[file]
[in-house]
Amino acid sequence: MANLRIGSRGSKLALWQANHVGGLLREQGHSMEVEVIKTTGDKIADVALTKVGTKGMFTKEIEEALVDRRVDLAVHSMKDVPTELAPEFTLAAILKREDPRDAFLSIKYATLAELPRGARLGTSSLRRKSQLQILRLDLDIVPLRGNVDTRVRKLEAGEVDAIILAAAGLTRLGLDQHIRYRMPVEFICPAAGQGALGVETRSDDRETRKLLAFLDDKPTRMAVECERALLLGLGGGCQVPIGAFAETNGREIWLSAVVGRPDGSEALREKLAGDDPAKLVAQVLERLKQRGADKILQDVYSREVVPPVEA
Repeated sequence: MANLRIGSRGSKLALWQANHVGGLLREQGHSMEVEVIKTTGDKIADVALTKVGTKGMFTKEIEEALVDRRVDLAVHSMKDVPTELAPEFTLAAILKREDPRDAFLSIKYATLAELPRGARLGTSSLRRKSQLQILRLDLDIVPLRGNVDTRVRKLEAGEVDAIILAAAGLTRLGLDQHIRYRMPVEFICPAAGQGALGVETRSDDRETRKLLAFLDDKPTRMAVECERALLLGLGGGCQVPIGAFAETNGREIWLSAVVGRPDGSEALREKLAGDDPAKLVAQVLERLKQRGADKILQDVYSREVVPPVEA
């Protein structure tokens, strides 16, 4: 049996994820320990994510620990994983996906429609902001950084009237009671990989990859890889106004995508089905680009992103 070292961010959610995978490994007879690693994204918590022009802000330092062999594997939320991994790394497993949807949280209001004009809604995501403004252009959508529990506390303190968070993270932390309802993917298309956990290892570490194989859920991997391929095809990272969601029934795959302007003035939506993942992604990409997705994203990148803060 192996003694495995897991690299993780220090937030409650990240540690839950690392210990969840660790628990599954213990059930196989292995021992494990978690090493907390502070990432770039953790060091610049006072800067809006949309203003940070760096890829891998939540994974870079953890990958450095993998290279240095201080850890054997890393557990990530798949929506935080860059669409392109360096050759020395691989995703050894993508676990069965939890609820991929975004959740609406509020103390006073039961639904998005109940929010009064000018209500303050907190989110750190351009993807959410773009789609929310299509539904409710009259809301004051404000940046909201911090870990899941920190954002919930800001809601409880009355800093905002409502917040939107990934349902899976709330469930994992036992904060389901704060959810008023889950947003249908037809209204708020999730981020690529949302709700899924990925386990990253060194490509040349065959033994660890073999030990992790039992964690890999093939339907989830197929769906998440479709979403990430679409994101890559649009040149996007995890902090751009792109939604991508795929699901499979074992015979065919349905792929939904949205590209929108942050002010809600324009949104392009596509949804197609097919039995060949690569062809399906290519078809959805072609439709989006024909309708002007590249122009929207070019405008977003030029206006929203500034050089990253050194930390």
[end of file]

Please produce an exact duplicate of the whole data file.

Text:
[in-house]
Amino acid sequence: MANLRIGSRGSKLALWQANHVGGLLREQGHSMEVEVIKTTGDKIADVALTKVGTKGMFTKEIEEALVDRRVDLAVHSMKDVPTELAPEFTLAAILKREDPRDAFLSIKYATLAELPRGARLGTSSLRRKSQLQILRLDLDIVPLRGNVDTRVRKLEAGEVDAIILAAAGLTRLGLDQHIRYRMPVEFICPAAGQGALGVETRSDDRETRKLLAFLDDKPTRMAVECERALLLGLGGGCQVPIGAFAETNGREIWLSAVVGRPDGSEALREKLAGDDPAKLVAQVLERLKQRGADKILQDVYSREVVPPVEA
Repeated sequence: MANLRIGSRGSKLALWQANHVGGLLREQGHSMEVEVIKTTGDKIADVALTKVGTKGMFTKEIEEALVDRRVDLAVHSMKDVPTELAPEFTLAAILKREDPRDAFLSIKYATLAELPRGARLGTSSLRRKSQLQILRLDLDIVPLRGNVDTRVRKLEAGEVDAIILAAAGLTRLGLDQHIRYRMPVEFICPAAGQGALGVETRSDDRETRKLLAFLDDKPTRMAVECERALLLGLGGGCQVPIGAFAETNGREIWLSAVVGRPDGSEALREKLAGDDPAKLVAQVLERLKQRGADKILQDVYSREVVPPVEA
């Protein structure tokens, strides 16, 4: 049996994820320990994510620990994983996906429609902001950084009237009671990989990859890889106004995508089905680009992103 070292961010959610995978490994007879690693994204918590022009802000330092062999594997939320991994790394497993949807949280209001004009809604995501403004252009959508529990506390303190968070993270932390309802993917298309956990290892570490194989859920991997391929095809990272969601029934795959302007003035939506993942992604990409997705994203990148803060 192996003694495995897991690299993780220090937030409650990240540690839950690392210990969840660790628990599954213990059930196989292995021992494990978690090493907390502070990432770039953790060091610049006072800067809006949309203003940070760096890829891998939540994974870079953890990958450095993998290279240095201080850890054997890393557990990530798949929506935080860059669409392109360096050759020395691989995703050894993508676990069965939890609820991929975004959740609406509020103390006073039961639904998005109940929010009064000018209500303050907190989110750190351009993807959410773009789609929310299509539904409710009259809301004051404000940046909201911090870990899941920190954002919930800001809601409880009355800093905002409502917040939107990934349902899976709330469930994992036992904060389901704060959810008023889950947003249908037809209204708020999730981020690529949302709700899924990925386990990253060194490509040349065959033994660890073999030990992790039992964690890999093939339907989830197929769906998440479709979403990430679409994101890559649009040149996007995890902090751009792109939604991508795929699901499979074992015979065919349905792929939904949205590209929108942050002010809600324009949104392009596509949804197609097919039995060949690569062809399906290519078809959805072609439709989006024909309708002007590249122009929207070019405008977003030029206006929203500034050089990253050194930390």